Let’s address that timing question now. Should you send it once per month, twice per month, once per week, or once per quarter? Unfortunately, there’s no single right answer. This is entirely up to you, and the answer can vary with every organization. But as far as suggestions go, try sending a newsletter at least once a month. Once every two weeks will also keep you top of mind, without annoying your supporters. Keep track of your open, click, and bounce rates to see what schedule works best for you.
Another factor that will affect your email frequency is whether you’ve set particular expectations with your supporters. If you want people to sign up for a regular newsletter, it might be helpful to establish up front how often they can expect a message from you. Once you’ve established your frequency, stick to it. If you decide to change it at anytime down the road, make sure to communicate that to your subscribers. This way, they won’t be confused if they notice any changes.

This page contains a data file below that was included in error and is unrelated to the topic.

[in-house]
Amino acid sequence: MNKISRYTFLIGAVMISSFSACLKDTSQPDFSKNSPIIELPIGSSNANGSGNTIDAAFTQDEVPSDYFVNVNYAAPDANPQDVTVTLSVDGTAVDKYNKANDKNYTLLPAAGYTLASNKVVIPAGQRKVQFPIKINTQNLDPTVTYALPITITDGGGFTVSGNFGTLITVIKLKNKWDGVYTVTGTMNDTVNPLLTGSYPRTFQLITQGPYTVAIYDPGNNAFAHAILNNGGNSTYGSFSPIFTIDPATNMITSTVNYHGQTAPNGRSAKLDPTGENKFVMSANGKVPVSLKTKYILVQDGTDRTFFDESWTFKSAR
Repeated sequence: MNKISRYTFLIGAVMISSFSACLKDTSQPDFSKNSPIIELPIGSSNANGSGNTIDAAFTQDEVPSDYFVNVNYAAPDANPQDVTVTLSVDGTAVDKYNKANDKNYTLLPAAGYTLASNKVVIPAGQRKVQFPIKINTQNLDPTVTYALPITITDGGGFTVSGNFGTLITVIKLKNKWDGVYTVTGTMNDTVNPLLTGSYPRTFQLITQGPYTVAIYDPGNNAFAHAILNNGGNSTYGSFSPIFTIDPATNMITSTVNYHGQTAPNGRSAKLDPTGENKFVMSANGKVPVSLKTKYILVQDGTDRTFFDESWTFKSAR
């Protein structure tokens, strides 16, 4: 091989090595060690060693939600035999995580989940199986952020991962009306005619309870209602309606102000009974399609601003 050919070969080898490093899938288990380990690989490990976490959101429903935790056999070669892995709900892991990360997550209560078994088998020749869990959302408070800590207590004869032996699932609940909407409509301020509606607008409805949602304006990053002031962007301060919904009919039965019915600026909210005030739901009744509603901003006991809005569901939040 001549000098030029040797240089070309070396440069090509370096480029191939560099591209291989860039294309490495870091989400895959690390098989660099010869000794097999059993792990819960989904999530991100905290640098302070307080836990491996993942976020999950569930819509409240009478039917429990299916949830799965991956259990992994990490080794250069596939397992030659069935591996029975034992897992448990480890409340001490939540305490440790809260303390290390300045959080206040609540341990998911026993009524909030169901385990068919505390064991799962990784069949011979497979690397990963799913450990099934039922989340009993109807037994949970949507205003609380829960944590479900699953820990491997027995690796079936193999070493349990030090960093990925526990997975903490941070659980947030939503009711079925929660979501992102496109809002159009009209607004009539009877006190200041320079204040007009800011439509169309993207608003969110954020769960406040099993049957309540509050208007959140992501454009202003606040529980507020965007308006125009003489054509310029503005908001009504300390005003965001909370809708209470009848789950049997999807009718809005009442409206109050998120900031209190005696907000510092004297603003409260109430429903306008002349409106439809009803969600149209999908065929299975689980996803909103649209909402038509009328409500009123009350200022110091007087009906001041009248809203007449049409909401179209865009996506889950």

2. Test Your Optimal Mailing Time
According to MailChimp, a leading email marketing service, more emails are sent (and opened) during the weekdays than on the weekends. Tuesday, Wednesday, and Thursday seem to have the highest open rate. Also, more subscribers tend to open email after 12 PM, with peak hours being 2-5 PM.
Of course, optimal delivery for your donors’ habits is up to you. Be sure to test delivery dates and times to chisel out the best sending schedule for your organization.
3. Send a Personalized Email Immediately after Sign-Up
MailChimp also finds that subscribers are most engaged immediately after they sign up. After they subscribe to your newsletter, be sure to send them an email to begin the relationship right away. Acknowledge them and thank them for signing up before their interest has a chance to wane.
Strengthen their loyalty from the get-go by personalizing your message. Take this fantastic example from Invisible Children: